Monday, August 14, 2017

Constructed Wetlands in Ottawa


Monahan Drain Constructed Wetlands

I found out about the Monahan Drain when I was reading about the Ottawa 2017 maple groves that were being planted all over the city.

From the website:

"This artificial wetland complex, with approximately 230,000 m3 of overall storage, consisted of three storage cells sized to provide both flooding and erosion control, a wetland cell, and five sedimentation forebays designed to meet the water quality objectives of the Rideau River.  The wetland complex was designed to offer diversified wetland plantings that are native to the Ottawa area.  Plantings consisted of numerous species for each of the five zones: deep aquatic, deep emergent, shallow emergent, riparian, and upland zone.  The intent was to direct storm flows through all zones to maximize the wetland’s ability to remove nutrients, TSS, and E.Coli.  Various complex engineering analyses were carried out to size the different elements of the facility: hydrological to simulate synthetic design storm events, long-term simulations to evaluate removal of bacteria and TSS, long-term simulations to assess erosion and investigate rain-on-snowmelt events, and steady-state and hydrodynamic hydraulic analyses. The wetland is now an important community feature of Bridlewood, used for many passive recreational pursuits."

Designed by J.L. Richards

Wednesday, June 14, 2017

Cool Ottawa Initiatives - Central Park and Old Ottawa South

Central Park Garden Club Beautification Project

 From the website:

The Central Park Garden Club began beautifying neighbourhood “Super Mailboxes” in 2011. The aim is to install and maintain low-maintenance perennial plantings around all the mailboxes in the Central Park neighbourhood at the rate of three or four a year.








Sunnyside Bio-retention Project

From the website:

The city plans to put three rain gardens in at various intersections along the stretch of the street that will not only provide a calming aspect for traffic but will also serve as a bio-retention area for excess surface runoff. A big concern with regards to the rain gardens as green stormwater infrastructure, was the question of who would maintain them. The city of Ottawa representatives said that they are working with other sectors with in the city of Ottawa to coordinate the seasonal upkeep, which would be minimal. They encouraged residents to play a role in helping maintain the rain gardens.  Plants include: Aster, Marsh Marigold, Helinium, Camas, Coneflower, Geranium, Blue Flag Iris, Switch Grass and Goldenrod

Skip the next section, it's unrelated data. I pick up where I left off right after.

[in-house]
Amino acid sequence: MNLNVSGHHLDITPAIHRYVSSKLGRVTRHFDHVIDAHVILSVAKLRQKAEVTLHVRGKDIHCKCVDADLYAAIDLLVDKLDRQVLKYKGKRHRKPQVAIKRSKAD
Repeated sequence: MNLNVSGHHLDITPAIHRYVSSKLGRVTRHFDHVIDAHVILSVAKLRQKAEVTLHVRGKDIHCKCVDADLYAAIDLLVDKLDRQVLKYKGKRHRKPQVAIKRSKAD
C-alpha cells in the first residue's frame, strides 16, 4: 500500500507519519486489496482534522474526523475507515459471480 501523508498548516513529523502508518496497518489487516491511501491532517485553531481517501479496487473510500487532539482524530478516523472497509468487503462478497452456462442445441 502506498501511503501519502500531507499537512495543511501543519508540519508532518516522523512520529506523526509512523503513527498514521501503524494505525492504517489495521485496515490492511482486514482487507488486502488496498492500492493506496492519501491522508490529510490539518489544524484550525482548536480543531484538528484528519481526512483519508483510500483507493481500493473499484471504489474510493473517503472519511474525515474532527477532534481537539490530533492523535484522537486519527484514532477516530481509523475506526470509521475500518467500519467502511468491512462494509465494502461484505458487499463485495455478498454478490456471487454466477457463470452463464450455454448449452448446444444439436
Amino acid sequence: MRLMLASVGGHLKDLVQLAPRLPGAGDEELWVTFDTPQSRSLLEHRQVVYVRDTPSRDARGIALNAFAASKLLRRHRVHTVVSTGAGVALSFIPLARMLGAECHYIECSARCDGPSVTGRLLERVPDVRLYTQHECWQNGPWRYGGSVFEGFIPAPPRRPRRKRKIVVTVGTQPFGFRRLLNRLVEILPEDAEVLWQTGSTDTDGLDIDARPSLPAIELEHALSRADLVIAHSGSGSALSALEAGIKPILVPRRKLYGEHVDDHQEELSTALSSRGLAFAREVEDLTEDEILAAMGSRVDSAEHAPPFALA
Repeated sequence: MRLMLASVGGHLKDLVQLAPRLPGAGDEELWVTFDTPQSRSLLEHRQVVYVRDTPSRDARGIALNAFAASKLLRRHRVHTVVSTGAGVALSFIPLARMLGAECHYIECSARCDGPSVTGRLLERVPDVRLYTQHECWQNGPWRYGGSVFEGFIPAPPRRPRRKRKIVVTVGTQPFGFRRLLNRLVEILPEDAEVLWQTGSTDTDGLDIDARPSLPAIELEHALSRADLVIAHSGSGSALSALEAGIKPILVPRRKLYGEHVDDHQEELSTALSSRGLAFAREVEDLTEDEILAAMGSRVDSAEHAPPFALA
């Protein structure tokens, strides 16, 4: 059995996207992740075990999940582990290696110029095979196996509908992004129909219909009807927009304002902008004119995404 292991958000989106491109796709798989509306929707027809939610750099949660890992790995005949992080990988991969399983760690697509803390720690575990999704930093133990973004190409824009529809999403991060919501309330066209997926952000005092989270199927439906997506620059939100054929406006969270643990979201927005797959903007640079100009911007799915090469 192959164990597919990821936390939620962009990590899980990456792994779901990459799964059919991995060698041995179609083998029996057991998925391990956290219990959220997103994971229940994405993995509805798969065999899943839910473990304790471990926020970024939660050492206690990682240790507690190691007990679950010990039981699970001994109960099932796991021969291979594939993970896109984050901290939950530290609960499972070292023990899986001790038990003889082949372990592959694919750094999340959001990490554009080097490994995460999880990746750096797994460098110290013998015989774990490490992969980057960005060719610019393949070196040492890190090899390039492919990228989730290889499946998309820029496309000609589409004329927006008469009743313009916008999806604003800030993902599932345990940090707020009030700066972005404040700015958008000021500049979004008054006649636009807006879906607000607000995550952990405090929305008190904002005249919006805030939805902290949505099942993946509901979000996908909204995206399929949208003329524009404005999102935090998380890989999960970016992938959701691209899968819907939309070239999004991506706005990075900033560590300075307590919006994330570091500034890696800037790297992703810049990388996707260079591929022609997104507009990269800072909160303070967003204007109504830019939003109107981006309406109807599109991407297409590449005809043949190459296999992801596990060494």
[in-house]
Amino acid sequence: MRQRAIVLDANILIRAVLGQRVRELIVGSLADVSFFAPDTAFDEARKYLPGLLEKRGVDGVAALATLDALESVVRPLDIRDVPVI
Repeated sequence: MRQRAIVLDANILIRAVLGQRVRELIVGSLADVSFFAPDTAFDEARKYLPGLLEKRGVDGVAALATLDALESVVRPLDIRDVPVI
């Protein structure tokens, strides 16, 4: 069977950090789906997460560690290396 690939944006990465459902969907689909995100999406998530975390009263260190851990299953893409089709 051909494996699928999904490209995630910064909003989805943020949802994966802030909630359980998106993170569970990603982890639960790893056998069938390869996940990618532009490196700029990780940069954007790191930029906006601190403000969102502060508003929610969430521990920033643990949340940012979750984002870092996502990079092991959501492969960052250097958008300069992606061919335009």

Ecology Ottawa write up link.

Monday, February 20, 2017

Transforming Business Campuses into Habitat!


When I was at the ICLEI conference in Montreal in 2011 there was this young woman who presented her master's thesis about creating new habitat for wildlife in business campuses.

All that space, green lawn, large property and typically it's a dead zone or they plant exotics like hostas - so she was proposing to bring back native habitat including ponds and streams and develop these spaces as greenspace corridors.

Such a brilliant idea!  And now I have found The Wildlife Habitat Council which promotes and certifies habitat conservation and management on corporate lands through partnerships and education!  Exactly what she was envisioning!

Check them out - they have a white paper for download and on-demand webinars (free of charge).

From their website:
The opportunity exists to re-examine the way corporate campus lands are managed. New and existing corporate campuses can incorporate nature in their designs, realizing the cost savings of native landscaping, the human benefits of a more natural setting, and the opportunity to restore productive habitat and reconnect a fragmented suburban landscape.

http://www.wildlifehc.org/about-us/vision-and-values/

Wednesday, January 25, 2017

Landscape Renewal of the Garden of the Provinces and Territories

From the NCC website:
Inspired by the design principles of the New Perennial Movement, the Garden of the Provinces and Territories will receive over 10,000 plants representative of species found across Canada’s provinces and territories. More than ever, it will be a national garden. In keeping with the movement’s principles, the design entails a mixture of long-flowering and strong-stemmed perennials, as well as ornamental grasses. The work taking place this spring will allow for two years of plant growth, resulting in a significant floral display that will mature just in time for Canada’s 150th anniversary in 2017.
The design will take shape in the Garden of the Provinces and Territories according to the following themes:
  • Prairie Garden (1,000 square metres)
  • Tundra/Rock Garden (275 square metres)
  • Woodland Garden under existing mature trees (450 square metres)
  • Canadian Horticultural Pioneers Garden, showcasing early cultivars and hybrids, bred specifically for the harsh Canadian climate by horticulturalists across Canada (190 square metres)